Each Answer to this Q is separated by one/two green lines.
Assume that we have an object
k of type
class A. We defined a second
class B(A). What is the best practice to “convert” object
class B and preserve all data in
This does the “class conversion” but it is subject to collateral damage. Creating another object and replacing its
__dict__ as BrainCore posted would be safer – but this code does what you asked, with no new object being created.
class A(object): pass class B(A): def __add__(self, other): return self.value + other a = A() a.value = 5 a.__class__ = B print a + 10
a = A() # parent class b = B() # subclass b.value = 3 # random setting of values a.__dict__ = b.__dict__ # give object a b's values # now proceed to use object a
Would this satisfy your use case? Note: Only the instance variables of b will be accessible from object a, not class B’s class variables. Also, modifying variables in a will modify the variable in b, unless you do a deepcopy:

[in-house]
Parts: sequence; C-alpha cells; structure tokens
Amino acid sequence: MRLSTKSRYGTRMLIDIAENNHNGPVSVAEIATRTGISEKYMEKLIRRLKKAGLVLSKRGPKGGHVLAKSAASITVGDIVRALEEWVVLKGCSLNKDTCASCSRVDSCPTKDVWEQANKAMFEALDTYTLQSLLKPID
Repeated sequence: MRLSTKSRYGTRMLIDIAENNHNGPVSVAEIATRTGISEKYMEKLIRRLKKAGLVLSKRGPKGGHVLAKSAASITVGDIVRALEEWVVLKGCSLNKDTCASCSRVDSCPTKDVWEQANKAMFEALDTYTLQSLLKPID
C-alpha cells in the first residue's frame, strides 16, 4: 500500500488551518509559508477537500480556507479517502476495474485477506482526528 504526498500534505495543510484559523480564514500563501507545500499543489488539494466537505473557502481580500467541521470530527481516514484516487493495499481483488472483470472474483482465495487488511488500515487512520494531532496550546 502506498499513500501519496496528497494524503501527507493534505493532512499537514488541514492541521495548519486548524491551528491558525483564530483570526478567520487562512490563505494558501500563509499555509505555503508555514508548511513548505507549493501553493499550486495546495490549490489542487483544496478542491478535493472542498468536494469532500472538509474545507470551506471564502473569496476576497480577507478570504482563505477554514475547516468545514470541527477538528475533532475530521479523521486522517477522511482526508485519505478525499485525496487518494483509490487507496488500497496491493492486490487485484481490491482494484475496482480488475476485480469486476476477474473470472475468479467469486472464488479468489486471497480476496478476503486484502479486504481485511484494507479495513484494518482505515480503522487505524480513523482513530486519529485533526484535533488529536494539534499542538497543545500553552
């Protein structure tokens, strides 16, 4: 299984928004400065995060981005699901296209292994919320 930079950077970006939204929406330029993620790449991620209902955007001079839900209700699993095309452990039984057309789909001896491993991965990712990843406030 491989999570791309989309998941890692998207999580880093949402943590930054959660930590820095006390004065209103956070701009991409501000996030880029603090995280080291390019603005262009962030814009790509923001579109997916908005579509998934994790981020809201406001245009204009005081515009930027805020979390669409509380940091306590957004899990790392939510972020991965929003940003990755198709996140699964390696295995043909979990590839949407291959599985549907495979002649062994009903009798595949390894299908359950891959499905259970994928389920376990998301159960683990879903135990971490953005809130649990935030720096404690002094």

import copy a.__dict__ = copy.deepcopy(b.__dict__)
class A: def __init__(self, a, b): self.a = a self.b = b class B(A): def __init__(self, parent_instance, c): # initiate the parent class with all the arguments coming from # parent class __dict__ super().__init__(*tuple(parent_instance.__dict__.values())) self.c = c a_instance = A(1, 2) b_instance = B(a_instance, 7) print(b_instance.a + b_instance.b + b_instance.c) >> 10
Or you could have a sperate function for this:
def class_converter(convert_to, parent_instance): return convert_to(*tuple(parent_instance.__dict__.values())) class B(A): def __init__(self, *args): super().__init__(*args) self.c = 5
But using the 2nd method, I wasn’t able to figure out how to pass additional values